The inaugural Singles Club of 2014 finds Getintothis’ Chris Burgess rekindling a teenage romance, finding out what it takes to be a man and being scared by gangs of Brazilian women.
Pixies: Blue Eyed Hexe – Single of the Week
I was hoping for some great music in 2014, and the first week of the year hasn’t disappointed one bit!
While I haven’t been enamoured by some of more recent output, I’m glad to say that this is more like classic Pixies than a lot of their post-reformation work. Blue Eyed Hexe is a riot from start to amazing finish.
There really is no better sound in rock than Black Francis’ wail over a wall of sound. It’s as legendary as Hendrix’s guitar or Bonham’s drums. It takes me right back to my misspent youth.
This is a great return to form. The Python-esque video fits in perfectly and the rest of EP-2 follows in similar fashion.
There’s a Glastonbury-shaped hole in their tour schedule too, I notice…
Opening with white noise and containing lyrical references to Soviet-era Russia and the Berlin Wall, this isn’t your usual pop fare.
Portland’s Erika M. Anderson provides us with a fuzzy, distorted piece of brilliance from her upcoming album The Future’s Void.
It’s a bit like listening to the Yeah Yeah Yeahs through a broken robot. In a really good way.
Pontiak: Lack Lustre Rush
Here’s a sludgy, dirty swirl of good old-fashioned riffs and feedback for you.
Pontiak are three brothers, hailing from a farm in Virginia, deep into civil war battle country – not the first place you’d associate with music like this.
Heavy yet melodic, with ghostly vocals floated over the chaos beneath, this is more than decent.
The video doesn’t have much going for it though, unless you’ve ever wondered what Robin Gibb would look like after taking psychotropic drugs.
Cass McCombs: Big Wheel
This is a stomping song from the nomadic Californian McCoombs, with the (almost) title track from his new album Big Wheel and Others.
McCoombs insightfully questions the very notions of masculinity on this track, sounding mischievous as he does so.
“Be a man” he sings – it’s not all about big rigs, driving bulldozers ‘sticking to your guns’. Some of it involves getting up early, apparently. Who knew?
Stay Positive: Shill/Cerebral Bore
Stay Positive (London-based producer Matt Farthing) has teamed up with Skrillex’s OWSLA label to premiere two new house tracks.
There’s something defiantly old-school warehouse rave about these two songs. Shill is the less extravagant of the two, while Cerebral Bore manages to pound along gathering all in its wake. Neither track really compares to any current house music trend, and are all the better for it.
Jon Hopkins: Collider
A sexy, sleazy track from one of the highlight albums of last year, Collider pulses along insistently, rising and falling before intensifying to a climactic techno finish. There’s a lot to admire about Hopkin’s approach to production.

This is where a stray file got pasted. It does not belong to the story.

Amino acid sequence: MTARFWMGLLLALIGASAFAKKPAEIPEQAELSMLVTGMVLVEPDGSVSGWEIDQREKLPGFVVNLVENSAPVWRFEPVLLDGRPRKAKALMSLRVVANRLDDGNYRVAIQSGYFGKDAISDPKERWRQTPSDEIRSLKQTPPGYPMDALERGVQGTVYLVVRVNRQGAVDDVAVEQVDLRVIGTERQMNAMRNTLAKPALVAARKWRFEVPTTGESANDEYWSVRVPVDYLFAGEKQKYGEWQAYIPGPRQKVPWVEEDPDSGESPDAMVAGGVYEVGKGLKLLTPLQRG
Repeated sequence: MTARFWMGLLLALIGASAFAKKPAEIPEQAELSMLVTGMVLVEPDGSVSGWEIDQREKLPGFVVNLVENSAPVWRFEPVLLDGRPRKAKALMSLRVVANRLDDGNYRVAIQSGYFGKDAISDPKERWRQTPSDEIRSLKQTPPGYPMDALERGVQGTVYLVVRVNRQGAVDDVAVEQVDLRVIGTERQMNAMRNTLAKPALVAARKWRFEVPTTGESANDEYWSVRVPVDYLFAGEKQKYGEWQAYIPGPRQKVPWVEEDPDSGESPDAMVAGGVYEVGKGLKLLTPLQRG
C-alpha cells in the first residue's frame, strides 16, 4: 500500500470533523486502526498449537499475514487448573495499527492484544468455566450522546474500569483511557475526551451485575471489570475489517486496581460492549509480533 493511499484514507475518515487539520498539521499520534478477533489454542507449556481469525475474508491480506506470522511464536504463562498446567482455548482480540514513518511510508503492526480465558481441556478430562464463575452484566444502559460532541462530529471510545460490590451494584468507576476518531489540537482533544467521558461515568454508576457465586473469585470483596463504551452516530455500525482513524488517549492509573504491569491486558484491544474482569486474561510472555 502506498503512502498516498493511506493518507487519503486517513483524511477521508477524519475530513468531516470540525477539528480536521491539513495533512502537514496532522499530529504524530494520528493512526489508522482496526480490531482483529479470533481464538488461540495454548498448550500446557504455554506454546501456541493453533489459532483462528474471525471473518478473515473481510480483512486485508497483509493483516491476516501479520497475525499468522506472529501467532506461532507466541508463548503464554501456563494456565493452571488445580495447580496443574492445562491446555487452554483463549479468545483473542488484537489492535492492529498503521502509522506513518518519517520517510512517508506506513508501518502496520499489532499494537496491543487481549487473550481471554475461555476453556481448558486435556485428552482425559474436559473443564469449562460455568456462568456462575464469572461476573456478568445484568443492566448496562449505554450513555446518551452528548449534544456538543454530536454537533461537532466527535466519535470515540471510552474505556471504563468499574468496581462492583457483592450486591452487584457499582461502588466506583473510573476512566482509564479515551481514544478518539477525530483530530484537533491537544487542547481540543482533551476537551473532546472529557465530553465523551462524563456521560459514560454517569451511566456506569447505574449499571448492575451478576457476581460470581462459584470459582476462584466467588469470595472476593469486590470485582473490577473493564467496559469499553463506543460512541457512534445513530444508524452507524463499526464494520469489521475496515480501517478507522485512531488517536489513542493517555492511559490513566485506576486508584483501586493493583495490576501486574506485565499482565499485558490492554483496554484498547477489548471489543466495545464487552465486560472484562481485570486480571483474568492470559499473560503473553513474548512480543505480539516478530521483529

This would have been single of the week if not for the Pixies’ return. It was a very close run thing indeed.
Pearls Negras: Biggie Apple Mixtape
This girl-gang are literally the voice of the slums of Rio, aggressively rapping over frenetic beats and doom-laden basslines.
Their lyrics, in Portuguese, express their lives and the city they live in, as a direct contrast to the typically misogynistic society around them.
To be honest I can’t understand a word they’re saying, but I know enough not to mess with them.
Sam Smith: Nirvana (Until The Ribbon Breaks Re-Imagination)
Nice, floaty sounds from this remix of Sam Smith’s Nirvana, taken from his debut EP. There’s a lot to like about this collaboration, with Smith’s vocals sounding almost as soulful as the original song.
Warning: This video has some slightly rudey parts to it, but is well worth watching just to see the world’s longest sofa and a lonely referee.
Nick Mulvey: Nitrous
Recently named as one of the BBC Sound of 2014 poll nominations, Mulvey has a big year ahead of him.
Formerly a member of the much underappreciated Portico Quartet, it’s refreshing to see him tipped as one to watch.
Nitrous is an upbeat, happy-go-lucky tune, with choppy guitars and a nod to Olive’s dance classic You’re Not Alone at the end.
Mulvey plays Liverpool Central Library on Sunday March 9.
Albert Hammond, Jr.: Rude Customer
Albert Junior, as you may know, is the guitar player from The Strokes.
This is glorious and just shy of ramshackle, evoking that band at their very best. Rude Customer is a confident, rhythmic track that builds to a truly magnificent closing guitar solo.
Cymbals: Winter ’98
Winter ’98 is a wondrous and weaving tune, with bright sparks of guitar and synth battling supremely against some of the best drums I’ve heard in a while. It’s a blissful song, but perhaps more suited to dancing in the sun than during the cold winter months.
I’d just turned eighteen in the Winter of 1998, so I was probably in the pub talking about the Pixies to anyone who’d listen.